Last week we spent five days learning about what to do in an emergency situation, then we headed to Festival City Mall to spend our night off in the cinemas, watching a film based on an emergency ditching. True commitment right there. In ‘none aviation’ terminology ditching means to land an aircraft in water (it’s all brand new to me). Moving on, ‘Sully’ is a film based on true events about a pilot working for US Airways, who made the decision to ditch an aircraft into the Hudson River, in New York. I don’t know if I found it so much more interesting because I’m learning about aviation, or if it genuinely is an incredible film? Nevertheless I really enjoyed it and to think that it actually happened, and everyone involved survived, amazes me (this isn’t a spoiler, but common knowledge). I can easily be convinced into watching, or reading anything based on a true story.
Spending the night at the cinemas made me feel right at home, it’s one of my favourite things to do on my days off. Afterwards we took a taxi to the Irish Village for a well deserved bottle of wine. Nothing too crazy, constantly reminding ourselves we’re in the middle of SEP and to keep our eye on the ball. Unfortunately there’s been a couple of members of cabin crew who are in training and have failed exams, this has resulted in being moved back a batch to re-sit them. It must be so difficult knowing you’re not going to start flying with all your new friends, the people you started this journey with. But knowing this has really pushed me into trying my best and putting in extra hours of hard work. I don’t want to get left behind.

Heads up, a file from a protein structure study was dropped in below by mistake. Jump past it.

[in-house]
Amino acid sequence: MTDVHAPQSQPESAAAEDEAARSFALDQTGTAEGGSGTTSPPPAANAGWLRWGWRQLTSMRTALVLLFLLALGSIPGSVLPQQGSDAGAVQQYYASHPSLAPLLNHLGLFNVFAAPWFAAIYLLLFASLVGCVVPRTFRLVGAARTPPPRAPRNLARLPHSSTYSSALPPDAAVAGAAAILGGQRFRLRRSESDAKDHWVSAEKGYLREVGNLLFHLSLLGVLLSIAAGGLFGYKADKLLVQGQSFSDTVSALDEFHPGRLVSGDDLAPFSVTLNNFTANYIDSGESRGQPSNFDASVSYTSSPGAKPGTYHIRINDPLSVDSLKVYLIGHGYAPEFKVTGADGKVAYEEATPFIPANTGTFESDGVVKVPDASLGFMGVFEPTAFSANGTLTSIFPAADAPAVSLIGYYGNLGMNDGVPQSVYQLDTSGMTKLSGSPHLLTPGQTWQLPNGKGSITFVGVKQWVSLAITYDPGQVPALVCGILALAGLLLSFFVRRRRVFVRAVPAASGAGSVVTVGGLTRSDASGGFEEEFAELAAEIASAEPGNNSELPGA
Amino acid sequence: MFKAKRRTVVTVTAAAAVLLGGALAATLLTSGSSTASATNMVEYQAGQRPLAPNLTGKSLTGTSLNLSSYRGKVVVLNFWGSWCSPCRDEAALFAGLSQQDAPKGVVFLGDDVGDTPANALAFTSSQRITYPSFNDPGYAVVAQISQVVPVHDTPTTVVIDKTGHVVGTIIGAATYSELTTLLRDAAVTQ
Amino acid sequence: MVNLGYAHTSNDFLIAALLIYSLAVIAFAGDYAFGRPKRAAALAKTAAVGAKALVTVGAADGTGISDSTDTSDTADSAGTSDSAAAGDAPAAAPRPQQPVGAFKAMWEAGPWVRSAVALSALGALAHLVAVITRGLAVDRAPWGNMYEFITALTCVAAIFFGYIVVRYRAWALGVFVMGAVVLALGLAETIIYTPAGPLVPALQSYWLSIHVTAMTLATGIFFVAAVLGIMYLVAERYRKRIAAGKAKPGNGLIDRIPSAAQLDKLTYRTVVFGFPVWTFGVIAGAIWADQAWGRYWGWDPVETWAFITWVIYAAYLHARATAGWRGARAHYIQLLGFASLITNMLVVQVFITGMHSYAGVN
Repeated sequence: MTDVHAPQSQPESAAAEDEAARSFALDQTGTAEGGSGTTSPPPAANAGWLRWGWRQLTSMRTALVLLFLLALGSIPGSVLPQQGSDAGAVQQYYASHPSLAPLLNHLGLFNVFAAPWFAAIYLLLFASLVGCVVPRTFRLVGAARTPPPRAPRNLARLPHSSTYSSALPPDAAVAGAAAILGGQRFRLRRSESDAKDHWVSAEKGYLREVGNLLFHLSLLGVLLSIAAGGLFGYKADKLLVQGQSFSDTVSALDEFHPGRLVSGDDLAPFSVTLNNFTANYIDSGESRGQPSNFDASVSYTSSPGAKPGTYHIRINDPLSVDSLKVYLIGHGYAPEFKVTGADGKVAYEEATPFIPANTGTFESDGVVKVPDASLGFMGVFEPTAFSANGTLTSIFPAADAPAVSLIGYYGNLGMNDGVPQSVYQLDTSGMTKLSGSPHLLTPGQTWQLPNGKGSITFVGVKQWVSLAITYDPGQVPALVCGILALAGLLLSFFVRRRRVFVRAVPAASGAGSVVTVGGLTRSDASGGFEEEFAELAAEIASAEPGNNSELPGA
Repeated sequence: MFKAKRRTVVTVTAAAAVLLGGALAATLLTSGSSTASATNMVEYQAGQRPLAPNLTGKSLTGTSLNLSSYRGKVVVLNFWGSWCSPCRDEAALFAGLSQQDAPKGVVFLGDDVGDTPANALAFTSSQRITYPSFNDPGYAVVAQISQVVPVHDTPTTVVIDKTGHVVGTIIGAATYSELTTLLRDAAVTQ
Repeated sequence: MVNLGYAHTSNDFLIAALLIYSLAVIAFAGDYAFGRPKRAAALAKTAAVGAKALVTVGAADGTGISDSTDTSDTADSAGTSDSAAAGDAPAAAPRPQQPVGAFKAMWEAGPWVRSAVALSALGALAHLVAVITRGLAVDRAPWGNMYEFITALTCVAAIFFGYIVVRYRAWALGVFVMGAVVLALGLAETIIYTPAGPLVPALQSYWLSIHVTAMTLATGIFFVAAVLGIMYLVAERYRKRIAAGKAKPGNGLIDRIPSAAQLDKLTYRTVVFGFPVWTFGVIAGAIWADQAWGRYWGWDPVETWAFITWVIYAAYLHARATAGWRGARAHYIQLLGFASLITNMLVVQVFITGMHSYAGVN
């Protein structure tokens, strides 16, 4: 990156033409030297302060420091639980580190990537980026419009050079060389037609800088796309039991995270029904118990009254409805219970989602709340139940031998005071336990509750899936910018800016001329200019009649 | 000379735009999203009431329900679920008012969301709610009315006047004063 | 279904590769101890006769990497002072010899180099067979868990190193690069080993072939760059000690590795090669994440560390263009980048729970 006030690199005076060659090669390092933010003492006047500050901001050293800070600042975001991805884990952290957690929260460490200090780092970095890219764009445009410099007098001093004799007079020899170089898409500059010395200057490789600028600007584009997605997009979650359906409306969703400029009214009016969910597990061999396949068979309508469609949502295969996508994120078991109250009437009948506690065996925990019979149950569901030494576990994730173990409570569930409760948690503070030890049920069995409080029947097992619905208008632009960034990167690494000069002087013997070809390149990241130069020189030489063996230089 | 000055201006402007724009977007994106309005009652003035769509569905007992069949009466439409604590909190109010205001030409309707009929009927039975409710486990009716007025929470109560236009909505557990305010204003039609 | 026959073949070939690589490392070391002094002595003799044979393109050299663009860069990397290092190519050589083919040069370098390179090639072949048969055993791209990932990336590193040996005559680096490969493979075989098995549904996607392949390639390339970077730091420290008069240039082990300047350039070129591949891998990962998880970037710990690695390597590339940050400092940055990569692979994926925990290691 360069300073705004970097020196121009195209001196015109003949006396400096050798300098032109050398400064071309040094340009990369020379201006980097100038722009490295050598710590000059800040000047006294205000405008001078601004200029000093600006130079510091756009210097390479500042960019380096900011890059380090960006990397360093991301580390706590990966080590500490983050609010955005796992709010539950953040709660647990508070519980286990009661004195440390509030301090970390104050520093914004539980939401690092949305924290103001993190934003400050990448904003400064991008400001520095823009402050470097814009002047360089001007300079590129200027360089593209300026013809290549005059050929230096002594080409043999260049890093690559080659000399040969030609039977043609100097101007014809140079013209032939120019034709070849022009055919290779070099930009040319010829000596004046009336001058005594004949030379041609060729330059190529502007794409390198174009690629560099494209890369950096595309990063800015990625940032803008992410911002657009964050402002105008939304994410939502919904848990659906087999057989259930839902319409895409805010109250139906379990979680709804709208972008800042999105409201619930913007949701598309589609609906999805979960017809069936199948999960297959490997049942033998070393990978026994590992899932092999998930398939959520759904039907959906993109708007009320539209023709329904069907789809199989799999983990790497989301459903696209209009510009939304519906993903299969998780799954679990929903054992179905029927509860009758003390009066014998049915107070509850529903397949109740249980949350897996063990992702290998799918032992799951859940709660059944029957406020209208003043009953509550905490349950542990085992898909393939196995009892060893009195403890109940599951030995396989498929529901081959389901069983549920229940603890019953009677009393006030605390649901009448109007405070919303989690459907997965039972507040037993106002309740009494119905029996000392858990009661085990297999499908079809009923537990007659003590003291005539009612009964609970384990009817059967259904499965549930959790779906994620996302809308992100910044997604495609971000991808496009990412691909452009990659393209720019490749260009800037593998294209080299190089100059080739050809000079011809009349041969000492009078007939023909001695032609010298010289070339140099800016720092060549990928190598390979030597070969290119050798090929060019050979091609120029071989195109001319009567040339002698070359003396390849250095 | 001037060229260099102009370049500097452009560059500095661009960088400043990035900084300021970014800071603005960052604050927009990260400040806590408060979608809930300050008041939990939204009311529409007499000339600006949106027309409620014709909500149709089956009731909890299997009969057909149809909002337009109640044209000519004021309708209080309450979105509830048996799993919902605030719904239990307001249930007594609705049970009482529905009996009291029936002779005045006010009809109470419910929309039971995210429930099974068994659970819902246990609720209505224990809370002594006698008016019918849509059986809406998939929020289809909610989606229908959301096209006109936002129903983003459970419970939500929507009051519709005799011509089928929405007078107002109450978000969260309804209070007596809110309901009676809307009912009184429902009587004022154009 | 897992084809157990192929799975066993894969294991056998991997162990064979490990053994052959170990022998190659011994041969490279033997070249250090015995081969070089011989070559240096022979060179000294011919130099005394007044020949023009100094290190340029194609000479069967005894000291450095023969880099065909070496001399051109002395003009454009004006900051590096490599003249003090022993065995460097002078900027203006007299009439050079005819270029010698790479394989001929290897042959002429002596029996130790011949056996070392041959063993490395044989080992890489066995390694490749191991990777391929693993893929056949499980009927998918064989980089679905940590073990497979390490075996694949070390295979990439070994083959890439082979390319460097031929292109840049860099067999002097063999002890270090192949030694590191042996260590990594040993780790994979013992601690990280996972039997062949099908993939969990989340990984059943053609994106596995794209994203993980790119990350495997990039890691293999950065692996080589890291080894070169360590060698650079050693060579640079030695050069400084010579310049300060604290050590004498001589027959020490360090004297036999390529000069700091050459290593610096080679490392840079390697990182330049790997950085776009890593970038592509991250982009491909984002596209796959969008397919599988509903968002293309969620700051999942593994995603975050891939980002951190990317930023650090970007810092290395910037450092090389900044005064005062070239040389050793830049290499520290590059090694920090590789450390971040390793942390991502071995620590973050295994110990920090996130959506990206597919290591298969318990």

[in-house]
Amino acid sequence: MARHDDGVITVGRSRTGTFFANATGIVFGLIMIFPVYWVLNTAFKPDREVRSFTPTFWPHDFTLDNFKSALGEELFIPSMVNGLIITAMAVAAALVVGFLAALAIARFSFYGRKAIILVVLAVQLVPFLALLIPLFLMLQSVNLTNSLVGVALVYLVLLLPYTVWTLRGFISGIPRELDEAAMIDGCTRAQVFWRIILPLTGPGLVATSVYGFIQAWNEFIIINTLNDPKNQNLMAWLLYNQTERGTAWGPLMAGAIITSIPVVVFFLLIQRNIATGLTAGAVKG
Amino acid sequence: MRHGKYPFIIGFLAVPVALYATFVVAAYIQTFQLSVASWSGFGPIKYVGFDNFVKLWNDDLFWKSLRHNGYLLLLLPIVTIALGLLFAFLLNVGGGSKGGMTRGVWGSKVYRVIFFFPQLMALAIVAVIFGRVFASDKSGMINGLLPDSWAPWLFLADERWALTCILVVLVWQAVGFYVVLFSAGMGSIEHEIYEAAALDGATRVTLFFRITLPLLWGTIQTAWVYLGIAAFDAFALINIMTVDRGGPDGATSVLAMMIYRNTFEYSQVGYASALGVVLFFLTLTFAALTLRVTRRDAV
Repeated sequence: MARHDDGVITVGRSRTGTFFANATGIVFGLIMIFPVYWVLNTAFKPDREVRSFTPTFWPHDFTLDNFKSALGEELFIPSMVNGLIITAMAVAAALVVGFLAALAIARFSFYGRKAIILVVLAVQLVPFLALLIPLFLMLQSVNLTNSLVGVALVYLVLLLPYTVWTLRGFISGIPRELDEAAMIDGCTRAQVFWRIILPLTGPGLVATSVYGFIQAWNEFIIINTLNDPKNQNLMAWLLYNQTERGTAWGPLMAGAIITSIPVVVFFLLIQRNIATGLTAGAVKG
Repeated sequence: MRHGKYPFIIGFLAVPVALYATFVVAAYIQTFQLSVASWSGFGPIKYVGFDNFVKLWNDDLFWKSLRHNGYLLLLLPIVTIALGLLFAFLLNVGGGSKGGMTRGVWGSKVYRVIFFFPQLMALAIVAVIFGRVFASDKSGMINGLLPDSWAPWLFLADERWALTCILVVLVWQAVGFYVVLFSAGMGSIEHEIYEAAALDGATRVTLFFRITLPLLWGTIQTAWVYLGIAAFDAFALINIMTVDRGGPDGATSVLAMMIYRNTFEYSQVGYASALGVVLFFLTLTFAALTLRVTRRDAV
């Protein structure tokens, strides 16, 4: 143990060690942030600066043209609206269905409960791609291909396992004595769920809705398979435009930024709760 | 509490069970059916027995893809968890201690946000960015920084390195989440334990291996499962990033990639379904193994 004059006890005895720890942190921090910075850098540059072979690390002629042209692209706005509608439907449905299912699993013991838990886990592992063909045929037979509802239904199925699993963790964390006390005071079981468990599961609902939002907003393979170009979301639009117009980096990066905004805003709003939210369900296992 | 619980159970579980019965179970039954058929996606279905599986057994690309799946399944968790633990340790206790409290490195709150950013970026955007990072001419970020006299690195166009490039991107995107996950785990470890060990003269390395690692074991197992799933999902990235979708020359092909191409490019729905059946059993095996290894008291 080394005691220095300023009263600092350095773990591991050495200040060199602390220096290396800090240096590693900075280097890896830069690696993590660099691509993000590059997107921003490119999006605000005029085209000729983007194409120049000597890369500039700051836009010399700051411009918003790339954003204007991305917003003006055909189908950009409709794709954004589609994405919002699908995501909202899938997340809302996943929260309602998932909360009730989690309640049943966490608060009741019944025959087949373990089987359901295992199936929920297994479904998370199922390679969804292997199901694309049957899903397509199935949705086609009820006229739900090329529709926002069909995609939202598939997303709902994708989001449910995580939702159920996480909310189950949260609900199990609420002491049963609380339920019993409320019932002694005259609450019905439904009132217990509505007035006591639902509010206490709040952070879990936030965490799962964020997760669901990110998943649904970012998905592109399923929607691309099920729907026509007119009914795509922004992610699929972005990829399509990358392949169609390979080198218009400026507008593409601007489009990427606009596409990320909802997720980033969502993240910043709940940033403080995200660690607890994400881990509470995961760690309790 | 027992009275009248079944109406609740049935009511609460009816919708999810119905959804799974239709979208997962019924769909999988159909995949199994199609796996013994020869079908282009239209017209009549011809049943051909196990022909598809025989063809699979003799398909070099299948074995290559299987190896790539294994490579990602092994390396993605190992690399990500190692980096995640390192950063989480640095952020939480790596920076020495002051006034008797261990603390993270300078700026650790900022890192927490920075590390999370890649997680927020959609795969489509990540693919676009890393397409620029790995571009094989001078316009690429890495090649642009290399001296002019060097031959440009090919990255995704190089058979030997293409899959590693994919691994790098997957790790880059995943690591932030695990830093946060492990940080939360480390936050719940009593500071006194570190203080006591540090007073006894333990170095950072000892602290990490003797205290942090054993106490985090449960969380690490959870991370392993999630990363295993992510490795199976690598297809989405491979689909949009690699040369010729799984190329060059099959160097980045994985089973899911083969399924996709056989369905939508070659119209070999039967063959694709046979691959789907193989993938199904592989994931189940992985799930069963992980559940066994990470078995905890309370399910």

There’s a three hour time difference here from the UK and it’s starting to take its toll. It doesn’t sound like much but through the week I have to go to bed so early and at this point my friends and family are busy and it’s just an inconvenient time. If it’s like this now, it worries me how difficult it will be when I start flying. But I think it’s important to make an extra effort to keep in touch with people from home, no matter how difficult time zones make it. Eventually these are the people you return to.
When I got home I had the longest chat with my mum, it was so nice to talk about normal things and hear how everyone at home is getting on. Right now, I don’t know when I’ll next be able to go home. So for now it’s just telephone calls and the phenomenal world of social media which makes it ever so easy to stay in touch.